Freedom8 Mesoamerica




   

Mitla
was the second most important ceremonial center after Monte Alban. The name Mitla or Mictlan is of Nahuatl origin and means "Place of the Dead" or "Inframundo". In Zapotec it is called "Lyobaa", which means "Burial Place", and in Mexico it became known as Mictlan, "Place of the Dead" which is shortened in Spanish to Mitla.
While archaeological evidence shows that Mitla was occupied by 500 BC, the earliest construction dates to only about 200 AD. Construction of pre-Columbian style buildings continued up until the arrival of the Spanish conquistadores in the 1520s. The town has been continually occupied ever since; part of the more recent town was built over pre-Hispanic Mitla, but some groups of old elite palace complexes remained.
The earliest structures (the Late Formative and Early Classic periods) at Mitla are Zapotec; the remainder are Postclassic in date, constructed during the Mixtec occupation of the site, but often displaying an interesting mix of Zapotec and Mixtec styles. Five main groups of buildings remain including the Grupo de las Columnas in the east of the site which is a former palace. It consists of three large rooms set around tombs and a courtyard. The palace walls are decorated with distinctive geometric mosaics that characterize Mitla's buildings. Each frieze consists of up to 100,000 separate pieces of cut stone. One of the rooms, known as the Salon de las Columnas, houses six monolithic pillars that once supported the roof.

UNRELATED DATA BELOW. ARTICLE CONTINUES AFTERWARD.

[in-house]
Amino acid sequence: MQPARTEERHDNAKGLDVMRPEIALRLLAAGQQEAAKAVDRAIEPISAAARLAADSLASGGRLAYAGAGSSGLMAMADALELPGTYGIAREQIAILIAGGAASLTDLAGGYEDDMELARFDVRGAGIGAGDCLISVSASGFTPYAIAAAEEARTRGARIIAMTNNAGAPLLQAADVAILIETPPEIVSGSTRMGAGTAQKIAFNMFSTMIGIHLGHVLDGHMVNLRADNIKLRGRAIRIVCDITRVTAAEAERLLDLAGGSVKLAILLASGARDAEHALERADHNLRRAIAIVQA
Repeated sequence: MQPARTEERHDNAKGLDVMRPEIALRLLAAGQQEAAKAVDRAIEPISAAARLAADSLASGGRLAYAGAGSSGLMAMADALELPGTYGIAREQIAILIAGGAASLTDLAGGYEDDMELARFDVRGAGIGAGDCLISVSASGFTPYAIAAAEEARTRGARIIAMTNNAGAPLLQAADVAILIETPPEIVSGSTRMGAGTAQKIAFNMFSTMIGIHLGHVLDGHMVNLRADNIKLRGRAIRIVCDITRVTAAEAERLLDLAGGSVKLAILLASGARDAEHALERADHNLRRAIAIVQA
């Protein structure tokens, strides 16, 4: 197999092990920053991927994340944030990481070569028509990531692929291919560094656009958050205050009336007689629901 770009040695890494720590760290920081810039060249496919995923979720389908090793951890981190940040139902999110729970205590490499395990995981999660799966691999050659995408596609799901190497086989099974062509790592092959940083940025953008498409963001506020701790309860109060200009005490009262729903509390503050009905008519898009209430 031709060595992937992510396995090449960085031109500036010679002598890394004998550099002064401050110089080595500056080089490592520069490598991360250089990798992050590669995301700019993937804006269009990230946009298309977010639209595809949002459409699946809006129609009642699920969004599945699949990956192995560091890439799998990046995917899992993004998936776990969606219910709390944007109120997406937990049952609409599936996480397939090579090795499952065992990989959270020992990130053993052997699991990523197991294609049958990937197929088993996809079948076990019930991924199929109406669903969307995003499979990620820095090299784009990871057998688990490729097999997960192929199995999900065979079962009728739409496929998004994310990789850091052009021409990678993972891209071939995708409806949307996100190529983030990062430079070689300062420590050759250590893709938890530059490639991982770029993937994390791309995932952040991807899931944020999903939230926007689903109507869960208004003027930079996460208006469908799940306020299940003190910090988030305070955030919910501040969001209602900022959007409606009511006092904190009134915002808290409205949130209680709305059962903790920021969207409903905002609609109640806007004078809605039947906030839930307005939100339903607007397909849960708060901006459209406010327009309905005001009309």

To the north is the Grupo de Iglesia centred around the colonial Catholic church. The pre-Columbian buildings that survived its construction are of similar design to those in the Grupo de las Columnas, but on a smaller scale. They still retain traces of paintwork and some artifacts which have been found at the site are displayed in the Museo Frisell de Arte Zapeteco Mitla.
In 1494 the Aztecs conquered Mitla and sacked the city. Once the Spanish took over, they found their efforts to convert locals to Catholicism thwarted by competition from native beliefs, manifesting themselves at ancient buildings such as those at Mitla. To combat the problem, the Spanish built a new church on top of the footprint of a former temple , scavenging the original temple for building materials.